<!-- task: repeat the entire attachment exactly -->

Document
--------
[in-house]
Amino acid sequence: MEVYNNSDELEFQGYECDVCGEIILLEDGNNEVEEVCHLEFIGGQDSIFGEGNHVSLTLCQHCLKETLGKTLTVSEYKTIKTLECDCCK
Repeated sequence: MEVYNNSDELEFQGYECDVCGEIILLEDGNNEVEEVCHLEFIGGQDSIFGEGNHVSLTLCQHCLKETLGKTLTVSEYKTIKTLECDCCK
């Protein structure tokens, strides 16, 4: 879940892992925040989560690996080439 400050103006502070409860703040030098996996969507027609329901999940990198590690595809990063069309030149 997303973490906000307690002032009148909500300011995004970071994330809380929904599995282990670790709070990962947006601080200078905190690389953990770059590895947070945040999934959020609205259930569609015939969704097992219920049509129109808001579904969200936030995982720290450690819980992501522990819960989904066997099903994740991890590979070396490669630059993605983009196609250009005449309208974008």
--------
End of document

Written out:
[in-house]
Amino acid sequence: MEVYNNSDELEFQGYECDVCGEIILLEDGNNEVEEVCHLEFIGGQDSIFGEGNHVSLTLCQHCLKETLGKTLTVSEYKTIKTLECDCCK
Repeated sequence: MEVYNNSDELEFQGYECDVCGEIILLEDGNNEVEEVCHLEFIGGQDSIFGEGNHVSLTLCQHCLKETLGKTLTVSEYKTIKTLECDCCK
């Protein structure tokens, strides 16, 4: 879940892992925040989560690996080439 400050103006502070409860703040030098996996969507027609329901999940990198590690595809990063069309030149 997303973490906000307690002032009148909500300011995004970071994330809380929904599995282990670790709070990962947006601080200078905190690389953990770059590895947070945040999934959020609205259930569609015939969704097992219920049509129109808001579904969200936030995982720290450690819980992501522990819960989904066997099903994740991890590979070396490669630059993605983009196609250009005449309208974008």